Explore how tracking can be employed with preemption to allow the Hot Standby Routing Protocol (HSRP) group members to react to failed interfaces for optimal routing. Learn how HSRP is activated on the network, and the specialized MAC addresses used to facilitate functionality. Observe how HSRP is capable of doing limited load balancing. Discover how Virtual Router Redundancy Protocol (VRRP) can be used in place of HSRP in a mixed vendor environment.
- [Instructor] HSRP gateway routers will often have redundant links back to the core of a network. If a single redundant link fails, traffic may be completely unaffected, though in some cases it may severely impact the overall performance of traffic. HSRP gives an administrator the ability to take link states into consideration, using the track command. If a tracked interface goes down, the router will decrement its own HSRP priority by 10 by default. Each subsequent failed interface will continue to decrement the priority by 10.
If tracking is combined with preemption, then a router can effectively remove itself from the active or standby state due to failed interfaces. As interfaces return, the priority will be adjusted back up accordingly. The command for associating a tracked interface with HSRP is standby group track. The default decrement value is 10, though it can be user adjusted. Now for the real meat of HSRP. Each router participating in the HSRP group will have a unique IP address assigned to the interface participating in HSRP.
All IPs must be in the same subnet. These IPs are used for routing protocols and management. Each router also has the same common gateway address known as the HSRP address, or sometimes standby address. The HSRP address is sourced from the active router, which means if the active fails, the standby will transition to active and start responding to ARP requests for the HSRP address. The HSRP address is configured with standby group IP, the IP address.
The HSRP address must also be in the same subnet as the physical interface IP. The secondary keyword is used for secondary IP redundancy. HSRP utilizes a specially crafted MAC address for the HSRP address. It is always in the form of 0000.0c07.acxx with the xx being group ID in hex form. HSRP can also do a limited form of load balancing on a single interface utilizing multiple HSRP groups per interface.
In essence, two HSRP groups are configured per interface. For this example, I'll use HSRP goup one and HSRP group two. Group one will utilize a gateway address of 192.168.10.11, while group two will utilize a gateway address of 192.168.10.12. On router A, priority for group one is higher, making it active for group one, while on router E, priority for group two is higher, making it active for group two.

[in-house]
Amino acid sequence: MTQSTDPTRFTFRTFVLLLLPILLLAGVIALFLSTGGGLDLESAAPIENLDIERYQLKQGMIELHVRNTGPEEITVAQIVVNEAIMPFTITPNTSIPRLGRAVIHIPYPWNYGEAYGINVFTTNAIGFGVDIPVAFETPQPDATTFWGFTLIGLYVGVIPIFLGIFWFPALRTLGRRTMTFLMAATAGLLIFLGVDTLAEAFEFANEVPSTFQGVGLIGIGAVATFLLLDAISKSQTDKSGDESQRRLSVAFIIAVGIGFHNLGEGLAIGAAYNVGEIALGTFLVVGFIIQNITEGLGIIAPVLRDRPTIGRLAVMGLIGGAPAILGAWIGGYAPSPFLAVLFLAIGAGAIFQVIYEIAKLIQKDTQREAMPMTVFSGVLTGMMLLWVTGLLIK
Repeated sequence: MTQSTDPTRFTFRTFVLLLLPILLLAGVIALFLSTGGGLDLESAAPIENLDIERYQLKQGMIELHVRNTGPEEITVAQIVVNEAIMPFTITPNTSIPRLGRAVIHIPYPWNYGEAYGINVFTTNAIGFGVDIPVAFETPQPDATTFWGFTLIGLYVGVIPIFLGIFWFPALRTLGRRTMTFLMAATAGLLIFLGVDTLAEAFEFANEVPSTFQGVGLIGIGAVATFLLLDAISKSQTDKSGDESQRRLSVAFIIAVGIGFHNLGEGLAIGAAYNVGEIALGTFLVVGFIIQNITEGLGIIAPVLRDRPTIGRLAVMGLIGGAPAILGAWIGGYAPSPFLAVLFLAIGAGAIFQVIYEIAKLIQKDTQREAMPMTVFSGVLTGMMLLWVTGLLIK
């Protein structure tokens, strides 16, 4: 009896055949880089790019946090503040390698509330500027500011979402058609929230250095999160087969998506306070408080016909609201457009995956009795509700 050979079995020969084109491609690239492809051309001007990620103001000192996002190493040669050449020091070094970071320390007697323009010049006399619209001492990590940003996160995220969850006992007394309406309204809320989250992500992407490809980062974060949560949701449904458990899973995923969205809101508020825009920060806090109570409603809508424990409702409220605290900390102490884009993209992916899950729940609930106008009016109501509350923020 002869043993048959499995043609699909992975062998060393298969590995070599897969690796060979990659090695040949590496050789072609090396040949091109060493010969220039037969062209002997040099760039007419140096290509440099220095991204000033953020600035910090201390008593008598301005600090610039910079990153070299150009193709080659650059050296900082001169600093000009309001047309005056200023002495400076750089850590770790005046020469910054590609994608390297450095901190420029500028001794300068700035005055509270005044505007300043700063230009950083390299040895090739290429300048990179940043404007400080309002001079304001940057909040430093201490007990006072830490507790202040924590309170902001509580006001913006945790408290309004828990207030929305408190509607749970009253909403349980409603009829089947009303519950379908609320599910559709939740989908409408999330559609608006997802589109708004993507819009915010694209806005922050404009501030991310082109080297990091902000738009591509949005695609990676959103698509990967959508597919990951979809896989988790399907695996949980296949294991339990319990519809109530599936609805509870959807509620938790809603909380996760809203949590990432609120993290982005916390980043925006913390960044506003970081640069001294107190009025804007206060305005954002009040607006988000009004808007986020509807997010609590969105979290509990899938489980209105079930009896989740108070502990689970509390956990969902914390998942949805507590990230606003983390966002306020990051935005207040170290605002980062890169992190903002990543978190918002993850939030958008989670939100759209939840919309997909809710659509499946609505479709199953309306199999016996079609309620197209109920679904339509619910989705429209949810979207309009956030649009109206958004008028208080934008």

At this point, I've now got two HSRP gateway addresses with one active on each router. If I configure half my host to utilize 192.168.10.11, and the other half to use .12 as their gateways, then traffic will split between the two routers. If either router were to fail, the remaining router should assume active responsibilities for the other group, thereby maintaining redundancy. Honestly, this is a lot of work and complexity, when it's generally easy enough to just purchase routers with adequately sized interfaces, or you use another upcoming protocol like GLBP.
My preferred way to verify HSRP is with the show standby command, though I most often use show standby brief. This will supply the interface it is running on, group ID, current priority, preemption status, state, which router is active, which is standby, and what the virtual IP for the group is. If the brief keyword is omitted, far more detail is provided, like timers and MAC addresses. Though HSRP is a solid option, it is Cisco propriety.
The standards-based alternative is virtual router redundancy protocol, or RFC 2338. VRRP only slightly differs from HSRP. The active router is known as the master, and all others are in the backup state. Group numbers range from zero to 255. Priorities range from one to 254, with a default of 100, and the highest priority is master. The virtual MAC is 0000.5e00.01xx, which xx being the group number in hex.
The VRRP advertisements default to one second, and backup routers can learn the advertisement interval from the master. Advertisements are sent using IP protocol 112, and multicast address 126.96.36.199. In VRRP, preemption is enabled by default instead of being optionally enabled as in HSRP. VRRP commands are the same as HSRP with the exception that they start with vrrp instead of hsrp.
One addition is a vrrp group timers learn which allows VRRP the ability to learn timers from the master. Displaying commands are generally the same with my preferred method being show vrrp brief. This displays virtually the same information as show standby brief. VRRP can be a solid alternative to HSRP, and is what I always implement in a mixed vendor environment. Be sure to add it to your network toolbox.
- Gateway redundancy
- HSRP basic and advanced configuration
- Switch security
- Port security: 802.1X
- Flood control and admin security
- VLAN security
- Centralizing user management